Posted by: Xalthorn | January 30, 2008

Separating Content, Structure, and Presentation

One thing that I am going to do with the Mondestia site is to ensure that (as far as is practical) the content of the site is separated from the structure and presentation.

A session searching the internet for such topics will yield a huge amount of documents talking about this, most of which cover the topic in a really vague manner which only serves to reinforce that the approach is the right way to do things, but don’t give any details about how to actually do it.

Very frustrating.

To add to the frustration, there seems to be a difference of opinion as to what the terms Content, Structure, and Presentation refer to. So I figured I’d take these words and come up with my own definitions and way to approach the problem.


Content is actual information that will be displayed in some way. The content is also identified as to what sort or type of content it is, whether that be a heading, an image, a body of text, and so on.

Without a definition of what sort of content it is, the information is meaningless. You simply cannot expect a system to ‘guess’ what type of content is being looked at.

This is why the content definitions need to be worked out right at the start of the project. Without any expectations of what sort of content will be presented, the code that structures and presents the content will be doomed before it starts.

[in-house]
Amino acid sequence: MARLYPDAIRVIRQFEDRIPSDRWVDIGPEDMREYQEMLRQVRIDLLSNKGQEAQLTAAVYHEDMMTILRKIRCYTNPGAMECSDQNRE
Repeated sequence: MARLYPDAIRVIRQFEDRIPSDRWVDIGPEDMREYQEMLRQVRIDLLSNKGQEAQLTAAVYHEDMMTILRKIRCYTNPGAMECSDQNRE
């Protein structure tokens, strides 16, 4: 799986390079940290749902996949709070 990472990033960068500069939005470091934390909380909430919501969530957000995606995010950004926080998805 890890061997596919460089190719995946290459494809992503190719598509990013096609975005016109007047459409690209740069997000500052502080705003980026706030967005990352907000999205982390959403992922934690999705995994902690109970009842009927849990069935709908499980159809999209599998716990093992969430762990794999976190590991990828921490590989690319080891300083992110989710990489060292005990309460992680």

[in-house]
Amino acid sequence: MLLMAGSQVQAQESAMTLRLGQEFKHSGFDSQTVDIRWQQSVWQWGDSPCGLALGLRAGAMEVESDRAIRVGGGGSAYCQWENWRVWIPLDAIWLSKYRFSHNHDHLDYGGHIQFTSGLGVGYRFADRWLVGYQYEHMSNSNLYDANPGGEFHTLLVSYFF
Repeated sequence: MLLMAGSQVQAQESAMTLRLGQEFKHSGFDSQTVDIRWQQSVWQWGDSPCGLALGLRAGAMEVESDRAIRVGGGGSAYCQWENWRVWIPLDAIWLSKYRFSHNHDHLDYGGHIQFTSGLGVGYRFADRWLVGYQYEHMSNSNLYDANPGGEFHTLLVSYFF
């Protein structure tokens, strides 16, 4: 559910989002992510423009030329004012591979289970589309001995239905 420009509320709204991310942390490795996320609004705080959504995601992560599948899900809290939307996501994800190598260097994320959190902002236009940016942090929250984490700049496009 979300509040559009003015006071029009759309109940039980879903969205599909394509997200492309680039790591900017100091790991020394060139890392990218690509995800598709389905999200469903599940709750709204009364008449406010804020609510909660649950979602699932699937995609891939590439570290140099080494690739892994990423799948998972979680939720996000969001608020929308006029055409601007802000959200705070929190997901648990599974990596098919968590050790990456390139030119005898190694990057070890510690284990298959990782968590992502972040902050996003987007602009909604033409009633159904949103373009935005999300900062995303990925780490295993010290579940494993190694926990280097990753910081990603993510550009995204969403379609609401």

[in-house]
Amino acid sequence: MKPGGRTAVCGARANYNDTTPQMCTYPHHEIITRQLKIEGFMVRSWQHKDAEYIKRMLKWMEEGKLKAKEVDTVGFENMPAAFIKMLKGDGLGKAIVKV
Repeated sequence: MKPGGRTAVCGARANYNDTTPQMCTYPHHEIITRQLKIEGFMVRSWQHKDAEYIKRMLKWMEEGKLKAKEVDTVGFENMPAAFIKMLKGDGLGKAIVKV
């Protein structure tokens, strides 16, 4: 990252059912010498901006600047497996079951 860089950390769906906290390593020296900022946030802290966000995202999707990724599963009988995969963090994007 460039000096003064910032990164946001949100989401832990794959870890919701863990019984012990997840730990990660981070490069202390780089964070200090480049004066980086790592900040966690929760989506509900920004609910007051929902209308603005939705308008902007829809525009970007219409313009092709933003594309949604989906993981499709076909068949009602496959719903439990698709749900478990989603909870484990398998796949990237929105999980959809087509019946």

Structure is rightfully moved away from the content and is where the interface is starting to be, well, structured.

It is this part which determines how and in what order the content is output. To achieve this, a template system will be used which has templates of pre-formatted HTML with specific locations for the content to be inserted.

It is important though, not to confuse structure and layout.  This part of the process takes the content and wraps it up in appropriate DIVs that the stylesheet will then stylise and position in the presentation stage.


Once the web page has been built with the content and the templates, the actual look and feel of it needs to be added onto it. This will be done with stylesheets.

As far as is practical, the stylesheets should have complete control of where and how the parts of the page are to be displayed.  I appreciate that the templates go some way to control this as they do the initial ‘wrapping up’ of the content, but the stylesheet should have the final word.


It really does take a little thinking to move to this system of web design.  We’re so used to simply churning out the HTML, it’s hard to stop putting this in the content.

One of the difficulties is when you’re not quite sure what you will want to output or even, how you will want to change it in the future.

A classic example is image galleries.  You may decide initially that you want to display a grid of 12 thumbnails in three rows of four images.  So, you write your PHP to pull the images out of the database 12 at a time, with a page selector to let the user move through the library.  You follow this with a template that has spaces for 12 image variables, and finally the stylesheet makes it all pretty.